This course examines, from numerous disciplinary perspectives, the experiences of people of African descent in Black Atlantic societies, including the United States, the Caribbean and Latin America. We will explore the innovative, complex and distinctively African American social structures and cultural traditions that African diaspora have created. Students will be exposed to the historical, cultural, political, economic and social development of people of African descent. The course spans four hundred years, from the initial settlement of the American continent by Europeans and the establishment of the trans-Atlantic slave trade and down through the present day. The PBS series, Africans in America: America's Journey through Slavery by Charles Johnson and Patricia Smith will be among the texts and videos used to detail the experience of a people who were brought involuntarily to this country and how they found the courage and creativity to establish an identity. They constructed their own unique rituals, traditions and symbols; a distinct spirituality, music, art, dance and folklore; a rich cultural heritage, kinship and community; and a complex body of political and social ideas about the contradictory nature of American democracy and the position of black people within it. In effect, black Americans made their own history, although not always in the manner in which they chose, because they were encumbered by the constraints of institutional racism and white privilege.
The economics elective helps students develop decision making skills, draw connections between their everyday life and the broader economic world and gain an understanding of macroeconomic and microeconomic topics. Students develop a set of tools which will help them make smart economic decisions. Concepts such as supply and demand, scarcity, opportunity cost, marginal analysis and many others will provide the groundwork for an analytical mind. Students also study economic systems, compete in a stock market game, study famous economists and develop a business plan.
(Prerequisite: A grade of no less than a B+ in English and history courses)
Students in this course will read and analyze key texts in American and English literature in their historical and cultural contexts. Texts are chosen for their significance in either influencing or representing important cultural issues (such as the influence of science and religion in America or the role of money and class in America). Among the works selected for 2009-2010 were R. L. Stevenson's Dr. Jekyll and Mr. Hyde, Lawrence & Lee's Inherit the Wind, F. S. Fitzgerald's The Great Gatsby; and J. D. Salinger's The Catcher in the Rye; these works are examined both as works of literature and as windows into the cultural issues. Their historical contexts are studied through a variety of selected supplementary readings, as well as through a careful screening and analysis of films which Hollywood has produced based upon them. Students compare and analyze both the written texts and the film versions made from them. There will be a strong emphasis on vocabulary building, since most of the works chosen utilize a vocabulary challenging even to our best students.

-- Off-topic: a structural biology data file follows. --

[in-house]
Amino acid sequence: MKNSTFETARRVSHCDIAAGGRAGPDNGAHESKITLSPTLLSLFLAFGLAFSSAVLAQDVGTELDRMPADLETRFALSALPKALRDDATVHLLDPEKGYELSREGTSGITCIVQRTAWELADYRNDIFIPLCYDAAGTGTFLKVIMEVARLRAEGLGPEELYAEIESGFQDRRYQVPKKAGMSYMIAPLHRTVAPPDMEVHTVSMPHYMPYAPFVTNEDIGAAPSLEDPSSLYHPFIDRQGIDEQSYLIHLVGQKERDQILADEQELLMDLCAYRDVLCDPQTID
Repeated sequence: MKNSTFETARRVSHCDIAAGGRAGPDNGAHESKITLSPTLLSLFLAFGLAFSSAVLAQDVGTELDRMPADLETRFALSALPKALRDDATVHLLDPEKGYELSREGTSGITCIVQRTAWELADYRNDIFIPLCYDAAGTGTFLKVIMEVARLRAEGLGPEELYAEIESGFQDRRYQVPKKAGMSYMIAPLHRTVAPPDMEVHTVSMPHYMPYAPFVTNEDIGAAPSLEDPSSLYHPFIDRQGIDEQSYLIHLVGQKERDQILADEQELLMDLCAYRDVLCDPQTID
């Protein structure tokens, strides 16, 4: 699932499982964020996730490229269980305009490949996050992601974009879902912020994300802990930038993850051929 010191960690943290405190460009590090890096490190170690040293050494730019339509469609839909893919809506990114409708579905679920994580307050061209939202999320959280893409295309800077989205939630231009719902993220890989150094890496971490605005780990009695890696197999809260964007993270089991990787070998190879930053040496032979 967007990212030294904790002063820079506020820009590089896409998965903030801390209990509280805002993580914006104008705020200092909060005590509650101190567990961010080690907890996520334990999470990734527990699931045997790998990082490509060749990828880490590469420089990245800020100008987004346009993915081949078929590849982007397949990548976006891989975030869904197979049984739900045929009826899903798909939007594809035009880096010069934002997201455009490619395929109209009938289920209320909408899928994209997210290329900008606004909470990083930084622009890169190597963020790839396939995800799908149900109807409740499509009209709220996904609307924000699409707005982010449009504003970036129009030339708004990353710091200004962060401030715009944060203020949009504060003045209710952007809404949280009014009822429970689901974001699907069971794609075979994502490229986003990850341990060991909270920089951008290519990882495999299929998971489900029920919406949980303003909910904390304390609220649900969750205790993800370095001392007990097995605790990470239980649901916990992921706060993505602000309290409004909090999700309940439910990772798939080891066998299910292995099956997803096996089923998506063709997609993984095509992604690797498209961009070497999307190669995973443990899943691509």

Criminal Justice is a formal response to crime by agents of the local, state and federal governments. This course will consist of an overview (both philosophical and historical) of the American criminal justice system. The role and interaction of various components of the system will be examined with a focus on the three major components of the criminal justice system; police, courts and corrections.
This course is intended to give you a broad knowledge base of contemporary racial issues. You will explore how your peers from different backgrounds may think, why they may think in such a way and you will also explore your own individual narrative. The ultimate goal of this course is to expose yourself to different narratives that your colleagues, peers and friends may have as you continue your life journey after high school. The ultimate goal of this course is to allow you to understand how your future peers may think towards and to understand where their and your train of thought comes from.
Known as the "Crossroads of the Revolution," New Jersey had more battles fought here than any other colony. How many know that NJ passed its first constitution even before the adoption of the Declaration of Independence? How many know that the first turning points of the war for independence occurred in Trenton and Princeton? The objective of this course is for students to get a better understanding of what truly happened in New Jersey during the American Revolution. We will look at topics such as major battles that took place, the social and economic conditions, geography, arts, literature, people and more. Students will leave this course with an appreciation for what New Jersey stood for during the fight for independence and why its location was so critical.
The documentary is a distinct film form. It differs from the fiction film in that its subject is true people and events. In this course, we will study the history of the documentary from the earliest days of film (the 1890's), paying attention to how the methods and techniques of documentary filmmakers have changed over time. We will view, discuss and write about a selection of documentary films, from Robert Flaherty's pioneering Nanook of the North to Nanette Burstein's recent American Teen. In particular, we will look at the transformation of the documentary film genre in the age of Reality TV and Youtube.